Content related to ‘data centers’
The Green Grid has developed the Performance Indicator metric to provide broader understanding of data center cooling performance, and future planning.
In January 2016, the ISO-Base Seismic Isolation Platform Technology from Instor was tested when a 7.1 magnitude earthquake struck Alaska.
Facility departments gain a holistic view of operational impact with data center infrastructure management tools.
Conditions have never been better for data center operators to reduce their power consumption and enjoy a healthier bottom line.
A new service focuses on the data center design needs of smaller rural facilities.
Using counterfeit electrical products in any environment can result in a higher risk for failure or malfunction. This infographic from Eaton shows five segments where product performance is especially critical.
Survey of 570 U.S. data center professionals measures knowledge of data center practices and trends in five key areas.
When it comes to energy management, a holistic view and concerted effort help create a framework to achieve measurable results.
Enterprise data center users can potentially save up to $140.9 million with thorough due diligence in identifying markets that meet their business requirements and provide lower net tax burdens after incentives, relatively affordable power rates, favorable weather conditions, and greenfield space to build in a less expensive manner, according to a new report from CBRE Group, Inc. These potential savings represent up to 52.1 percent of the $270.1 million average project cost for a typical 5-megawatt (MW) enterprise project in the U.S. over a 10-year period. “The ever-increasing need for data exchange, storage and security is broadening demand for data centers in the U.S., but one solution does not fit all,” said Pat Lynch, managing director, Data Center Solutions, CBRE. “Capital and operating costs vary considerably by market, and non-monetary factors such as proximity to a headquarters location, fiber density and environmental and other risk factors can also drive enterprise site selection decisions.” The CBRE study modeled the cost of constructing, commissioning, and operating a 5 MW data center for 10 years across 30 U.S. markets, and categorized markets into three cost bands (low, moderate and high) according to analysis of specific cost components including tax incentives, power, construction, land and labor. Tax Incentives: Data centers are capital intensive and generate significant sales and property tax revenues for state and local jurisdictions. Increasingly, markets that seek to attract data centers are offering significant tax incentives to help reduce the total cost of operations for data centers. Only four of the 30 enterprise markets in CBRE’s study – Philadelphia, Southern California, Silicon Valley and Northern New Jersey – do not offer tax incentives to enterprise data centers. These markets also rank in the high-cost segment. Power: Power costs average 13.2 percent of the total project cost over the life of the project, but vary from 6.5 percent in Quincy, Washington, to 21.3 percent in Boston. Quincy, Des Moines and Tulsa had the lowest power rates among the markets in the study. The most expensive power rates were in Boston, Southern California and Silicon Valley. Construction Costs: Facility construction costs represent about 35 percent of the total project cost over the 10-year period, averaging $94.0 million and ranging from $77.5 million to $116.3 million. The most expensive markets in which to build a Tier III facility include Boston, Silicon Valley, Chicago, Philadelphia and Northern New Jersey. Facility construction was least expensive in Tulsa, Charlotte, San Antonio, Jacksonville and Dallas. Land Costs: Land acquisition for greenfield development represents the smallest expense component in… …Read More…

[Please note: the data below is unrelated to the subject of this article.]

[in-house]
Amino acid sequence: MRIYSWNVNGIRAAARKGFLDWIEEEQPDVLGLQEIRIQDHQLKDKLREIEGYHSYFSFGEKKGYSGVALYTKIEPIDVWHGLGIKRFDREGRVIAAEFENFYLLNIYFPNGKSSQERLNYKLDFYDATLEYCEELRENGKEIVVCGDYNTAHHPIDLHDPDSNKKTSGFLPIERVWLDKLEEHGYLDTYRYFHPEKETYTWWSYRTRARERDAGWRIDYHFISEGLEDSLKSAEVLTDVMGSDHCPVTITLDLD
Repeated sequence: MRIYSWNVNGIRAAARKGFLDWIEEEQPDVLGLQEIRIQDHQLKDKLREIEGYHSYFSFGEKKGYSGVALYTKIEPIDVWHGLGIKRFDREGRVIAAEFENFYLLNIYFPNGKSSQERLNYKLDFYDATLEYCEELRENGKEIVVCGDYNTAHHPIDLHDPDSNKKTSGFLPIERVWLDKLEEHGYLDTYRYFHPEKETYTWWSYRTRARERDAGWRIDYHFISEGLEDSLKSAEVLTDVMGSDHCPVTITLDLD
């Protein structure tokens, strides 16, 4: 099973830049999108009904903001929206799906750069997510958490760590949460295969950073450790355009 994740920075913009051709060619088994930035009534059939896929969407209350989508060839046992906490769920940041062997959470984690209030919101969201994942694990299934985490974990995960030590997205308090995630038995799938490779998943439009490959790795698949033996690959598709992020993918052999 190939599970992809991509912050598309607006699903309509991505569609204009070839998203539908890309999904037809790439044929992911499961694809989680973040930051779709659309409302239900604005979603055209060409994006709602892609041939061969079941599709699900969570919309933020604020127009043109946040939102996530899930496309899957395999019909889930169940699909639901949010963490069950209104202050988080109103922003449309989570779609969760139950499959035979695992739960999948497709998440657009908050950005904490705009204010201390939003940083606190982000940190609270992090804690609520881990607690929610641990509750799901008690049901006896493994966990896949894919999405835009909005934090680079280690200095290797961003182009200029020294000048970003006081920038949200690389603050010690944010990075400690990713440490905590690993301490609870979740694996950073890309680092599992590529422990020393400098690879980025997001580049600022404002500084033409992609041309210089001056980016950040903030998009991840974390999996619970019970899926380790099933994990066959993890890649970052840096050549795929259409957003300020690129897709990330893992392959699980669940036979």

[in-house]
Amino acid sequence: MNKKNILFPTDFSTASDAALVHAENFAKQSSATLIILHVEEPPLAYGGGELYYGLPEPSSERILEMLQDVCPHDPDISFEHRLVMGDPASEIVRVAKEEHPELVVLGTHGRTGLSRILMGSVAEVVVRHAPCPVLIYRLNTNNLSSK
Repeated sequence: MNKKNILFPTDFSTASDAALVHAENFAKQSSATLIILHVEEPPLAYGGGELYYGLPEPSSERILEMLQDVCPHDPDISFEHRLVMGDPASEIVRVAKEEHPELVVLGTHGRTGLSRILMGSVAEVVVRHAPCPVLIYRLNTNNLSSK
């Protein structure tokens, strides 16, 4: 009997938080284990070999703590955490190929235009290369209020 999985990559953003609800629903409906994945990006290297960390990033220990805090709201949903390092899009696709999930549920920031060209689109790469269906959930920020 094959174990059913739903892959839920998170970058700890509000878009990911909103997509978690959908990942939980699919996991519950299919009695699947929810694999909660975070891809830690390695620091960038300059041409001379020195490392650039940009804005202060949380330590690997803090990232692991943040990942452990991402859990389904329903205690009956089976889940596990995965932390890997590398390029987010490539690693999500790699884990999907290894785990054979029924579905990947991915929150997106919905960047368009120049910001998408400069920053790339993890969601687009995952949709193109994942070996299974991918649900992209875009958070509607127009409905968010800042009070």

This offering employs ISO-Base Seismic Isolation Platform Technology to future-proof data centers from seismic disruptions.